In 2008, Tessa and Torrey Valyou were dating when they started New Duds, their screen-printing and sewing business, in Colchester. Tessa made bags, often using recycled materials, and Torrey screen printed clothing featuring his unique drawings. Since then, the couple has married, had two children, moved their business three times and expanded to a staff of 20.
Seven Days senior multimedia producer Eva Sollberger first met the Valyous at the Winooski Farmers Market and began to collect their eye-catching gear. You can spot their distinct duds all over Vermont — the most popular design, “Burlington Vermont Sunset,” features the sun setting behind the Green Mountains. The company also prints goods for many local businesses, including Foam Brewers, Cabot Creamery and Vermont Lake Monsters.
Sollberger profiled the couple for “Stuck in Vermont” in 2011, when it was just the two of them working together with their dog, Nancy. These days, Nancy is 15 and stays home. To see what else has changed, Sollberger toured the current Colchester location and talked with the Valyous about their brand’s growth and evolution.
On Saturday, October 14, from 10 a.m. to 3 p.m., New Duds will hold an open house and warehouse sale — the company’s first since the pandemic. There will be food, and attendees can screen print clothing items with one of six New Duds designs.
Sollberger spoke with Seven Days about filming this episode.
Why did you feature the Valyous again?
I have been a fan of New Duds’ work for years. I spotted the Valyous’ stall at a farmers market and instantly became obsessed. I collected a variety of their T-shirts and a few of Tessa’s Foliage handbags, too. New Duds’ designs are a collaboration between Tessa and Torrey, and both are incredibly creative. She comes up with the ideas and art direction, while he does the drawing and illustration. New Duds’ first design was a brigade of octopuses. I cherish my bright blue T-shirt with this quirky print in a florescent yellow. The clothes are colorful, and the designs are unique. I was excited to see what had changed since I profiled them in 2011.
Their new facility is huge!
Their first shop, where I filmed in 2011, was 900 square feet. Their current facility is 14,000 square feet and houses many cool machines and a rainbow of inks and threads. I was impressed that they have a forklift. It was interesting to talk to the pair about the complex process of scaling up. Having 20 employees sounds great, but you have to provide a break room and enough restrooms for them. You have to streamline the printing process to ensure quality control — all these little things that are incredibly important but not always top of mind to creative types. Tessa and Torrey do a really good job of working together to figure things out and move forward. And they have attracted other artists to work with them. Like their tagline says, they are “Vermont’s Small & Mighty Print Shop.”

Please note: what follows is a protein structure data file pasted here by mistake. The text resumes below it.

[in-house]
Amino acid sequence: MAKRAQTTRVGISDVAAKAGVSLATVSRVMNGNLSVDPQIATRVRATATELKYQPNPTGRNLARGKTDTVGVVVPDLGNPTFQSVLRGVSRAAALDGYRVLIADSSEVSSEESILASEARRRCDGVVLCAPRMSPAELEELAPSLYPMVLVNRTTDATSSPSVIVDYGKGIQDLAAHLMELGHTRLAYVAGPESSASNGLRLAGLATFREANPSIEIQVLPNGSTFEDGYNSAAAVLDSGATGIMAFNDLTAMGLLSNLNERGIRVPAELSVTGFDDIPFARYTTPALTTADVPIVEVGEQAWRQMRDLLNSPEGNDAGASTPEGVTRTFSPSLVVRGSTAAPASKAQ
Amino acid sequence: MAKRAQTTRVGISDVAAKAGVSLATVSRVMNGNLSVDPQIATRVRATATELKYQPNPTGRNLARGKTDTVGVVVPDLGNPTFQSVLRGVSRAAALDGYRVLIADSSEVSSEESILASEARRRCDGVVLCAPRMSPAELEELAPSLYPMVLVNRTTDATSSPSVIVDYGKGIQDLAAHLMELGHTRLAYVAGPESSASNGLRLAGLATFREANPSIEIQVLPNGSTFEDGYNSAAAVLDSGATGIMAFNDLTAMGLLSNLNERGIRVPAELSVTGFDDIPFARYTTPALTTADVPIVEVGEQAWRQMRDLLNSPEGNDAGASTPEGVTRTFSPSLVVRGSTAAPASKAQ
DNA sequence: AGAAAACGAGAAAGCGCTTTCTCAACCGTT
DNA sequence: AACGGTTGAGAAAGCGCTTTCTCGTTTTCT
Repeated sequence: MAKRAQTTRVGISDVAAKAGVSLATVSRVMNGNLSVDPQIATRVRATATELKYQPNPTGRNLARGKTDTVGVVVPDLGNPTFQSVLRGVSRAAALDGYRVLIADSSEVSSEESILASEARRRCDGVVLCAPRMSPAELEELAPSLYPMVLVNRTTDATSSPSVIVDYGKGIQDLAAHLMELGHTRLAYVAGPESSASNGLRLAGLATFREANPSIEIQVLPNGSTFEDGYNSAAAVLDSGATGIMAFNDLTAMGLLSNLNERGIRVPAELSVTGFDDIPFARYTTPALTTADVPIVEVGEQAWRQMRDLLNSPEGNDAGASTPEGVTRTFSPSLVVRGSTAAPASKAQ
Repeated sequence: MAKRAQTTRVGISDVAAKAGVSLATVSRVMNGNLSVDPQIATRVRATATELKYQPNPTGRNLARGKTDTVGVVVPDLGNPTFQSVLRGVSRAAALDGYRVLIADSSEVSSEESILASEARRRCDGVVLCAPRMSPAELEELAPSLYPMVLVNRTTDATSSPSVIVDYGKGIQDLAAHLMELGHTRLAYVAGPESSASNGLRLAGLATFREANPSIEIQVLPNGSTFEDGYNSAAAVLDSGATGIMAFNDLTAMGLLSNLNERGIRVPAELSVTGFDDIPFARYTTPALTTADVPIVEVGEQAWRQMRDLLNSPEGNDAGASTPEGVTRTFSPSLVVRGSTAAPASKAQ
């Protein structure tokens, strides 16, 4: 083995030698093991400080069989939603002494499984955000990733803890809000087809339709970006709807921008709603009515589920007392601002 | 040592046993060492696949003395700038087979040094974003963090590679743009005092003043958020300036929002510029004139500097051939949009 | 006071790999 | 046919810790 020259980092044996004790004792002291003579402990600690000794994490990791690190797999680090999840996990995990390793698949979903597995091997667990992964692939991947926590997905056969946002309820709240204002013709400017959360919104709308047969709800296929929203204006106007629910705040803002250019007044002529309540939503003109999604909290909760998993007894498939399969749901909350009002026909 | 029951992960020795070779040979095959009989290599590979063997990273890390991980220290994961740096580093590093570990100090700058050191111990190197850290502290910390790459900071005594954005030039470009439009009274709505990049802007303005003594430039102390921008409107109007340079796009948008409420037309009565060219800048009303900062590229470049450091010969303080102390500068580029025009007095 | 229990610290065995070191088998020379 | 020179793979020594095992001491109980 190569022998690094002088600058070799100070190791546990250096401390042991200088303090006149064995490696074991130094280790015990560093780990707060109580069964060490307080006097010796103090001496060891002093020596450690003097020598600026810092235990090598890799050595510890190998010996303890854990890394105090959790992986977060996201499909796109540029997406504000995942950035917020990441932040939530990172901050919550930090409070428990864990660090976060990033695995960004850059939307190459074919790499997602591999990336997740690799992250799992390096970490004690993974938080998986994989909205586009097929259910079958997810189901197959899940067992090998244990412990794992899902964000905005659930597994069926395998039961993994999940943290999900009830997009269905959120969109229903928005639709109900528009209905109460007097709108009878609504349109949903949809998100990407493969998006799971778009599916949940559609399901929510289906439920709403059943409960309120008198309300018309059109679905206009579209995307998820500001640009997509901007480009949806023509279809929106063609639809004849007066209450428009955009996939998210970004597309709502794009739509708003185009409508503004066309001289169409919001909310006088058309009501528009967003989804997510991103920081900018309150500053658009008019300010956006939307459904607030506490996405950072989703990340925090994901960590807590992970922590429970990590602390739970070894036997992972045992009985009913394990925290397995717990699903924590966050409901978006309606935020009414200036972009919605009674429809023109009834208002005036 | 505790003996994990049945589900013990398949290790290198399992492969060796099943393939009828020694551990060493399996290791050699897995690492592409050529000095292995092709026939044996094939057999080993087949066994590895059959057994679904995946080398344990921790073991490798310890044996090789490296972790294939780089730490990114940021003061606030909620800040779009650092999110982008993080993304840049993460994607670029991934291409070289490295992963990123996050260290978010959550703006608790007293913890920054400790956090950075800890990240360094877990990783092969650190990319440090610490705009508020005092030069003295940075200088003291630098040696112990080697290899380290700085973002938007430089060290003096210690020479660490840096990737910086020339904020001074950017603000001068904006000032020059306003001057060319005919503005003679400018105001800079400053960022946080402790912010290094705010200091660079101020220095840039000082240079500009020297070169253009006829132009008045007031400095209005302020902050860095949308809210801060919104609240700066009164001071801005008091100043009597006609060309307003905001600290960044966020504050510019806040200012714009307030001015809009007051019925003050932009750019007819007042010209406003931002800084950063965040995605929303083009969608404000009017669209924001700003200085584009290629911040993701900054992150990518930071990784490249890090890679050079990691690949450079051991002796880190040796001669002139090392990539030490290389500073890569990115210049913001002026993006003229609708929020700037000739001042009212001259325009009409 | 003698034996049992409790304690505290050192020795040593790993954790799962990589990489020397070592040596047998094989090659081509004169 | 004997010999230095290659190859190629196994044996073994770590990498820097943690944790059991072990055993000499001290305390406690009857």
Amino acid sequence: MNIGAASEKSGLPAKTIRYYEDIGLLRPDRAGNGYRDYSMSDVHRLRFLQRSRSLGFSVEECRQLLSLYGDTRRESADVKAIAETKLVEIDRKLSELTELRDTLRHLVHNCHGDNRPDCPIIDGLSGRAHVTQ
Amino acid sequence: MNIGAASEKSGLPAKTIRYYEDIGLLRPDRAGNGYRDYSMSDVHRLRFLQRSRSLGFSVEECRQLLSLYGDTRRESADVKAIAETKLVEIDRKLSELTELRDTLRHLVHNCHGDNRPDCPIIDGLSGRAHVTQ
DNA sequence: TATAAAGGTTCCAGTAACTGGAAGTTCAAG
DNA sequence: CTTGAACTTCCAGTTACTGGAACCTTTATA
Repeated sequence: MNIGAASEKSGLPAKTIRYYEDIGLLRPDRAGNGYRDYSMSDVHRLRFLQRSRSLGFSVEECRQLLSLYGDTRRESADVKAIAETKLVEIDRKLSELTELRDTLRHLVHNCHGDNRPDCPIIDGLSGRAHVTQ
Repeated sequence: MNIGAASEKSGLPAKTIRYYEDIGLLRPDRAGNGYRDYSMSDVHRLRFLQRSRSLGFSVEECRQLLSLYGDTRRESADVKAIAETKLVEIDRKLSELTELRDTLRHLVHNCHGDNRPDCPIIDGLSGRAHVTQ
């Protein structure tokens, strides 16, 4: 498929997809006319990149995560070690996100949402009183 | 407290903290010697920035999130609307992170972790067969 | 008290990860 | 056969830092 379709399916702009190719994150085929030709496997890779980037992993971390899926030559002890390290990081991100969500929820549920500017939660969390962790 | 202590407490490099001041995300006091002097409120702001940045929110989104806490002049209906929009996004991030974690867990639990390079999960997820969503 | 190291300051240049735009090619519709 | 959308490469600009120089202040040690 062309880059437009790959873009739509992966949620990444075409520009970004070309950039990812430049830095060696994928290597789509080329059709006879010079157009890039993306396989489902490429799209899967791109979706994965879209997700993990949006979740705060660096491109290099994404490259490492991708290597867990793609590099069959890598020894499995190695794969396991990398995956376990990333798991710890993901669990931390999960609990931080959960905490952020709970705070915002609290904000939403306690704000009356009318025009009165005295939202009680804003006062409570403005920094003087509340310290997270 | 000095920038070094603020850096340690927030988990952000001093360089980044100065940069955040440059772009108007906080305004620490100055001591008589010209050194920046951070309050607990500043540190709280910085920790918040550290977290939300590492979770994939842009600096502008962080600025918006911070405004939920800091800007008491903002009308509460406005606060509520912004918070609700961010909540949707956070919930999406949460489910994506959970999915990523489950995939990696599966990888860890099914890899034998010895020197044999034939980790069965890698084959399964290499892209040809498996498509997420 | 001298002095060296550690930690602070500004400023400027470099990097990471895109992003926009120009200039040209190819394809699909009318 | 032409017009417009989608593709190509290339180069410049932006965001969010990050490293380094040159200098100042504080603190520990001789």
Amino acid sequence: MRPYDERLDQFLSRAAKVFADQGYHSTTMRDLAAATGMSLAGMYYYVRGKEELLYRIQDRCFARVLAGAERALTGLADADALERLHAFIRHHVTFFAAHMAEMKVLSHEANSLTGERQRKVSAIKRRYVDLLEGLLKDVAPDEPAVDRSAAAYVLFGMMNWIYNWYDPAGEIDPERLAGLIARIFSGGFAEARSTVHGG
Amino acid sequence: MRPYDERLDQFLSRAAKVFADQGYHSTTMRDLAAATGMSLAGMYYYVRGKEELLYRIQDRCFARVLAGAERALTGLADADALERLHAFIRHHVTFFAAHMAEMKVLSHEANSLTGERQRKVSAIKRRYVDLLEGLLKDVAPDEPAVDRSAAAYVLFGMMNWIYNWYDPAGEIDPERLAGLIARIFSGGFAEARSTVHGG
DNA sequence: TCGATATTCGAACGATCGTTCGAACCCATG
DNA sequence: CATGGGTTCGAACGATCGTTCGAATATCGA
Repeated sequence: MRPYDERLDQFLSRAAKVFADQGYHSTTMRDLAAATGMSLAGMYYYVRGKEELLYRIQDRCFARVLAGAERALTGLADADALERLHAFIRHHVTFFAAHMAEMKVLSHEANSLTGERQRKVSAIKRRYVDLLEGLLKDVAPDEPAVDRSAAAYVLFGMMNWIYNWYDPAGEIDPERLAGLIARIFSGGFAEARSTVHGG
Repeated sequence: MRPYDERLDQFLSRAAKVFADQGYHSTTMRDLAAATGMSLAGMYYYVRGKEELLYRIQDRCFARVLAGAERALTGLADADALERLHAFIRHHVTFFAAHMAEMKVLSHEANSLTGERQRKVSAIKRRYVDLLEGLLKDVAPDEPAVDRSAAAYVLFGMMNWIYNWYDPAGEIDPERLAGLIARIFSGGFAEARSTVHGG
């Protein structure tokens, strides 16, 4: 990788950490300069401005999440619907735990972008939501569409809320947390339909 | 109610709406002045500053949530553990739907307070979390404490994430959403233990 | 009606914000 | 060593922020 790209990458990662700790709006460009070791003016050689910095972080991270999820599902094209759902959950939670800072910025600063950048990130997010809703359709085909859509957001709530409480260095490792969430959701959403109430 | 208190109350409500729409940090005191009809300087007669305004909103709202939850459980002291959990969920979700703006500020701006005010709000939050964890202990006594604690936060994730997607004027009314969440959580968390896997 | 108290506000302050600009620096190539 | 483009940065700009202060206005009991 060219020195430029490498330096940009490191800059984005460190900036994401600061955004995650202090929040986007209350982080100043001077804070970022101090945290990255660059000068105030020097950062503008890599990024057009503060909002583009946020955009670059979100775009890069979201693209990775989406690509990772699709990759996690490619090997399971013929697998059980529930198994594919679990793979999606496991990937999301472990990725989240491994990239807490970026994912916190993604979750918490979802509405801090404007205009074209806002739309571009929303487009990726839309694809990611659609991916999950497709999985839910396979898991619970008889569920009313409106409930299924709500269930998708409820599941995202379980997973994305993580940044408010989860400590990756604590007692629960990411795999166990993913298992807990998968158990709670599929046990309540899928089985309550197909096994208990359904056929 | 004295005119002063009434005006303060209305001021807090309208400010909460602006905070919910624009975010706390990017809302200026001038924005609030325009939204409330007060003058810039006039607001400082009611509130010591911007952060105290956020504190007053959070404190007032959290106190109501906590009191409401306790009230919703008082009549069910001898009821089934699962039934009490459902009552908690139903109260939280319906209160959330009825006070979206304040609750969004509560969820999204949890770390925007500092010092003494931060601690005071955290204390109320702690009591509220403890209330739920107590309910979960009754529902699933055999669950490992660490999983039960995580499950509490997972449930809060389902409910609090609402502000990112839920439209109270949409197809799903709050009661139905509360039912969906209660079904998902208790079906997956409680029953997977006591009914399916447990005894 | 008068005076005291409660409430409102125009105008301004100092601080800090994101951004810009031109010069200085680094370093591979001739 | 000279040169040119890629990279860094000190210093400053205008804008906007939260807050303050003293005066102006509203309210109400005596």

A lot has changed over the past 15 years.
Back in the old days, they were scrappy and DIY. Torrey used a manual press to print their designs, which have a really original look. He brought that press to a few Seven Days parties at the South End Art Hop and manually printed shirts for people to order. These days, New Duds’ focus has switched to custom work for clients, and Torrey no longer prints every item by hand — they now have three automatic presses and offer embroidery and poster screen printing. The couple have a high attention to detail and make everything look easy, but it isn’t.
So, how do two highly creative artists evolve with their growing business? Torrey draws less nowadays — unless he is on a plane drawing fungi or imagining creatures for Foam Brewers’ cans. And Tessa closed down her bag business but is making neck warmers, change purses and hats for her line called FLIP, sold at Burlington’s Thirty-odd. As she said, there are lots of ways to be creative. The two get satisfaction from growing the shop, providing a healthy workspace for their employees and having quality family time. But just like in 2011, they had a million designs and projects to show me. Their creative spirits are obviously alive and well.
Tell us more about their open house.
Before the pandemic, they had an annual open house. I attended one in 2011 with my camera at their first space. I think it was a chili cook-off with their friends. Over the years, I went to open houses at their second facility in Winooski. The events are really fun, with good grub and lots of familiar faces. Plus, you get to print your own clothing using their manual press. Their Burlington sweatshirt, Winooski T-shirt and Vermont hat have helped brand our state. And New Duds is cleaning house this year, so this is the last call for many of its original designs. I hear the old-school octopi may even be making an appearance. I will be there, waiting for my turn with the squeegee.